2011 UK and Ireland travel blog

Molly Malone

Daniel O'Connell at the head of O'Connell Street

Steve with his favourite brew

River Liffey

Dublin day today or as much of Dublin we can see from the open top of a double decked

tour bus. These buses are everywhere in Dublin as they are in Liverpool and London. And as frequent as the multitude of regular city transit. One of these tour passes is good for 2 days with hope-off hope-on privileges. A lot of the major sights featured, but it would require weeks or months to discover Dublin it seeems; perhaps a lifetime.

Fascinating, ancient and filled with wondrous delights with a distinct history of its own. This is Ireland it certainly is not England. Just a little less hectic and a lot more courteous and of course with that special Irish brogue. Bussing around all the famous and lesser known sights, getting off to walk around Trinity College and view the ancient and famed Book Of Kells and all the while getting a constant and intesting barrage of Ireland's seemingly endless quest to be free from invader's subjugation.

Ireland's patriots and heroes are celebrated everywhere here in Dublin and of course

the dominating essence of the Catholic church is too, everywhere. Huge majestic churchs and cathedrals dot the city as do Viking and Norman remnants. A whole lot of people have come through Dublin and not all just to see the sights!

After lunch Joan & I went back to the huge Guinness Works, the brewery and museum and store and what a throng went through it all. Taking a couple of hours as the facillity

is a couple of centuries old and vast it was marvellous to explore.Some pints of Guinness (my favourite brew) and a meal of Beef and Guinness Stew with mashed potatoes that was heavenly it was back on the bus, do another tour making our way back to our hotel. Always during the tour the guides make it quite plain just how ghastly the English monarchy treated the Irish for centuries. I think the tour bus drivers get their revenge in the way they operate through Dublin's incredibly narrow twisting alleyways.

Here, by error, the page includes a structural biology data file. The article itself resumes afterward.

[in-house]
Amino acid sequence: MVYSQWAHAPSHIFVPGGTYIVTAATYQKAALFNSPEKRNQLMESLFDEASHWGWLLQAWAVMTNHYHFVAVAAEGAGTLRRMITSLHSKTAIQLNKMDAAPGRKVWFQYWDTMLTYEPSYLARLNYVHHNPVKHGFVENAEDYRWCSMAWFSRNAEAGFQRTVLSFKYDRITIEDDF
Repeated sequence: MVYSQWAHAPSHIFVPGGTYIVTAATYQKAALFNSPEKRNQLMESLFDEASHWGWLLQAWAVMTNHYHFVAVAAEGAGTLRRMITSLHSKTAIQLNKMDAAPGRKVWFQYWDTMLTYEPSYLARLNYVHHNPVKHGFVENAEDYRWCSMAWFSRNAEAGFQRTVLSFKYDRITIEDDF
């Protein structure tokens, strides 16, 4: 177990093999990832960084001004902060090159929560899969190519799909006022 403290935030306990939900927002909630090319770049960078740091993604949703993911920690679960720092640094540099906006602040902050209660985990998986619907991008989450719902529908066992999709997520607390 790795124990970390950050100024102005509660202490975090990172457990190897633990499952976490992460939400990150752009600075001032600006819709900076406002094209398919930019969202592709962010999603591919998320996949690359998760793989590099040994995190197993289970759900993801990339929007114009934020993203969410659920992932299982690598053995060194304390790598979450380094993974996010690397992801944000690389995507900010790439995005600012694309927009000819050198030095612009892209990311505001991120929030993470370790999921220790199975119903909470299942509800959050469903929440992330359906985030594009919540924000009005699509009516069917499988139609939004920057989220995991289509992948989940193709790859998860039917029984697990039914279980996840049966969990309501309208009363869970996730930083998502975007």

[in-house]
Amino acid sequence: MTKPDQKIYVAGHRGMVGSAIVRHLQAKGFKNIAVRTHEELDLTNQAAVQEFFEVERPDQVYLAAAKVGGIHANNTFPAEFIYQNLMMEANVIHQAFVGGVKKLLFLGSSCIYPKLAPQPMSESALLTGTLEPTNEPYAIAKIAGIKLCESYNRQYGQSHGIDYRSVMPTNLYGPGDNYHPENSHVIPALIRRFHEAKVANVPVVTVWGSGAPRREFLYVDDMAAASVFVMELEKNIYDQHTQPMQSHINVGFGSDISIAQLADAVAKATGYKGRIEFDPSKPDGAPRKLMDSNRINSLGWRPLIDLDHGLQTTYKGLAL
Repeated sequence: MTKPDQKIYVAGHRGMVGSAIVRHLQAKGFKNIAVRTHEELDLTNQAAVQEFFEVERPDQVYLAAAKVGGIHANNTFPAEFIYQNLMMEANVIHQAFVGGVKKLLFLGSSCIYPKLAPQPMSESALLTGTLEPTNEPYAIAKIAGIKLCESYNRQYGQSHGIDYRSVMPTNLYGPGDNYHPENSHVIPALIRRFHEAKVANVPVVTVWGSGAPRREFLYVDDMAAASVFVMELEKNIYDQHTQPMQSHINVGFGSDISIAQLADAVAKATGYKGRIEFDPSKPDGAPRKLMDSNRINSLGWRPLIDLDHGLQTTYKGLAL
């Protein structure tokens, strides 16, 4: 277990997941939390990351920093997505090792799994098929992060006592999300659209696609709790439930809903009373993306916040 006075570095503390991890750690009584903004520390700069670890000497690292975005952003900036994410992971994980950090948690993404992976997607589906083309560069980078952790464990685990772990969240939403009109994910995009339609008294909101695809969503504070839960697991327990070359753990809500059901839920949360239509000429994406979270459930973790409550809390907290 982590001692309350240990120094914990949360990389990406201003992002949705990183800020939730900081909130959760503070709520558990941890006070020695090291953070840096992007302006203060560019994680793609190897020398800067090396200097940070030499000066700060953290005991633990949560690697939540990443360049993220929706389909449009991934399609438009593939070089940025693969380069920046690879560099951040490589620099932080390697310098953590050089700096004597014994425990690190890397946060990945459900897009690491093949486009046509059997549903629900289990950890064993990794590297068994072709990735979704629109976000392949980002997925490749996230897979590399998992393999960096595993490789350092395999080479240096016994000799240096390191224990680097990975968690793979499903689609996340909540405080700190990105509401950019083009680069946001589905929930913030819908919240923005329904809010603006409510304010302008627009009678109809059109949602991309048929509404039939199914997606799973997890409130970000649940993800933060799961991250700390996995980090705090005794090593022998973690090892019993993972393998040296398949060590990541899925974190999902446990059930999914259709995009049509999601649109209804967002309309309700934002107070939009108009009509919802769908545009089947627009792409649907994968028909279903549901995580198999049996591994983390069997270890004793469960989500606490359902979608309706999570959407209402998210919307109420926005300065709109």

Straight-ahead, get-the-hell-out-of-the-way. Twice we had near misses. Once with a bicycle rider (yes they have odd breed here too) that like Vancouver bike riders has no regard for other vehicles. I don't know how an accident was avoided but it was accompanied with a boisterous exchange of threats sprinkled frequently with that curious and common Irish word...fookin. As in "Do ye no have fookin eyes mate".

A great day I wish we had several more because Dublin has a real charm that it is immediately apparent. But it was cold today. The winds of Hurricane Katia are still blowing heavily across Ireland giving yes a wind chill. Not real warm to begin with in mid September but with the howling wind that at times made it hard to walk, the temperatures felt to be in the high 40s or low 50s. Yeah I still use Farenheit, I never could get the hang of that Frenchy Celsius. And my God these Germans are getting on my nerves. Barging into the queues at will and speaking loudly in all pubs and restaurants and dominating every buffet. So tomorrow we head south into the Wicklow Mountains heading down to Waterford, Cork and Killarney. Now let's see what driving in Eire is like. So until tomorrow this is Steve & Joan & Patricia signing off.

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